The Texas Chainsaw Massacre: Like a Sledgehammer to the Head
“That's where they kill them. They bash' em in the head with a big sledgehammer!… They don't do it like that anymore. Now they get this big air gun that shoots a bullet into the skull and then retracts it.” –Franklin
That is the way that paraplegic Franklin (Paul A. Partain) describes the slaughterhouse process to his friends as they travel through the Texas countryside. The comparison between the sledgehammer method versus the air gun is supposed to take in consideration the more humane way to slaughter cattle. But unlike that air gun, there is nothing humane about what happens in The Texas Chain Saw Massacre. Director Tobe Hooper takes the “sledgehammer” approach with the audience and bashes our heads with its raw violence.
The film follows a group of young friends who travel to Texas to visit the graveyard of Sally (Marilyn Burns) and Franklin’s grandfather, which might have been victim of vandalism and grave robbing. As they head to visit their grandfather’s old abandoned house, they stumble upon a family of cannibals who begin to slaughter them one by one.
And that’s what the film builds up to; nothing more, nothing less. Although there are signs of resentment and issues within Sally and Franklin, there is little depth within the characters. The film treats them as mere cattle headed to the slaughter. Just by reading the opening crawl, which falsely implies that the film might be based on real-life events, you know that nothing good will come to them. So the hour before they meet their tormentors becomes a long hour of dread and fear, much like what would be if one were to watch the inside of a slaughterhouse.
The cannibal family is formed by gas station owner (Jim Siedow), hitchhiker/grave robber (Edwin Neal), and their grandfather (John Dugan). But the main killer of the film, and the most popular, is Leatherface (Gunnar Hansen), a deformed, mentally unstable, cross-dressing, chainsaw-wielding serial killer. From his first abrupt appearance, the character hits you in the head, both literally and figuratively, with his grotesque appearance and his blunt approach to killing. This is not the wise-cracking Freddy Krueger, or the methodical approach of Michael Myers. Leatherface presents a more in-your-face, raw approach to killing. In my opinion, his first two kills are two of the most iconic scenes in horror films. And there’s nothing remotely contrived about it, just “wham!”, like a sledgehammer.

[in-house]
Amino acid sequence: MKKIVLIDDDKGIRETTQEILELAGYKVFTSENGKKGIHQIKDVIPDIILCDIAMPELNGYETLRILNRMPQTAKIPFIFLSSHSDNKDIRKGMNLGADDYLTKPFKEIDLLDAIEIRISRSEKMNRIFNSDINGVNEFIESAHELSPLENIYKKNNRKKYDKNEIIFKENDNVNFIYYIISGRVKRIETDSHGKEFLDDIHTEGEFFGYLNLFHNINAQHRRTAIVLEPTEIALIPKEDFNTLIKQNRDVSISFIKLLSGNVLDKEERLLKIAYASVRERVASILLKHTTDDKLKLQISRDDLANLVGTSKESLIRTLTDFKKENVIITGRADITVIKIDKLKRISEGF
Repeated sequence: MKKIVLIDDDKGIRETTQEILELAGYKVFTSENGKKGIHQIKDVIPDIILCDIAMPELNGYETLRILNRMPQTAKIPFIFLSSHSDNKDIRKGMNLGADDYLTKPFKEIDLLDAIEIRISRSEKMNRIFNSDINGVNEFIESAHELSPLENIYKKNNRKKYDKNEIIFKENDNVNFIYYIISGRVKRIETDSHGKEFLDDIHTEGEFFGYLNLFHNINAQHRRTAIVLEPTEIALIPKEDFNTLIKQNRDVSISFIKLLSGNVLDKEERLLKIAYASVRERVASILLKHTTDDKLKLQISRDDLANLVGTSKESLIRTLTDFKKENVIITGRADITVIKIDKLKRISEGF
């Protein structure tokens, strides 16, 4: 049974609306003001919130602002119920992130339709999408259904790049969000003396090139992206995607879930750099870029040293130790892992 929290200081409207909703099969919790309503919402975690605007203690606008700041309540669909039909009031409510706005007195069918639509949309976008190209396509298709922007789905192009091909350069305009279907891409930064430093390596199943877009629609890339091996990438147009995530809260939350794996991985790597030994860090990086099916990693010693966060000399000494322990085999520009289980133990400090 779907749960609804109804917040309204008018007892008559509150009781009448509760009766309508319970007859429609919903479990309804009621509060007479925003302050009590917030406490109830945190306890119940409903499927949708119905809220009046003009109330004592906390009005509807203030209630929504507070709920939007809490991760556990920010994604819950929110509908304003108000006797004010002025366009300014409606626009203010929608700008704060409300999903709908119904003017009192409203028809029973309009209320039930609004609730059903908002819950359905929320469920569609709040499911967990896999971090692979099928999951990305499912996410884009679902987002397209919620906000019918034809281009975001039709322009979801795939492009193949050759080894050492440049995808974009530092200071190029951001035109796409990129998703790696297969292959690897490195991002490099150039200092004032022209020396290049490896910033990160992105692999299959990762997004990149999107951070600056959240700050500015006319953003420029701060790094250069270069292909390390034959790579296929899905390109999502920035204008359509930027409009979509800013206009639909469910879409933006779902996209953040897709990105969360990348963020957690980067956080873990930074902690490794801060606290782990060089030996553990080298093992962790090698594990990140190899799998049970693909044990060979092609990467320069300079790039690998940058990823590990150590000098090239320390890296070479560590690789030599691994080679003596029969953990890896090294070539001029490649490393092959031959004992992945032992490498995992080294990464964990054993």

The character has become so iconic that it has joined the above-mentioned Freddy, and Michael Myers, along with Jason, in the pantheon of “Horror Monsters of the 70’s and 80’s”. The image of a chainsaw-wielding maniac, with a human skin mask running through the woods has also become a synonym for horror. And that scene is indeed one of the most disturbingly terrifying of the film. As Leatherface chases Marilyn through the woods, it becomes such a relentless run for life. The incessant sound of the chainsaw, mixed with Marilyn’s terrified shrieks, in what seems like an endless chase can be the subject of many nightmares. At least I know it was for my brother.
As for the final dinner scene, it is one of the most bizarre and awkwardly comedic scenes I’ve seen on a horror film. Film critic Kim Newman noted how the scene parodies a “typical American sitcom family”, with each of the members of the family taken a stereotypical role: bread-winner, housewife, rebellious teenager. The nature of the scene just adds to the crudeness and disturbing aura that permeates the whole film, capped by the sight of the near-dead “Grandpa” sucking on Marilyn’s bloody finger or the family trying to make him hit her with a hammer.
The Texas Chain Saw Massacre is clearly not a film for everyone. Not because of its violence which, to be honest, might seem visually tame by the modern standards of Saw and Hostel. But its low-budget approach, simple plot, and below average acting by some of the cast, might not be down everyone’s alley. But to me, most of those traits are what makes it so effective and disturbing. And that is what a good horror film should be. Not like an air gun to the head, but like a sledgehammer. Grade: A
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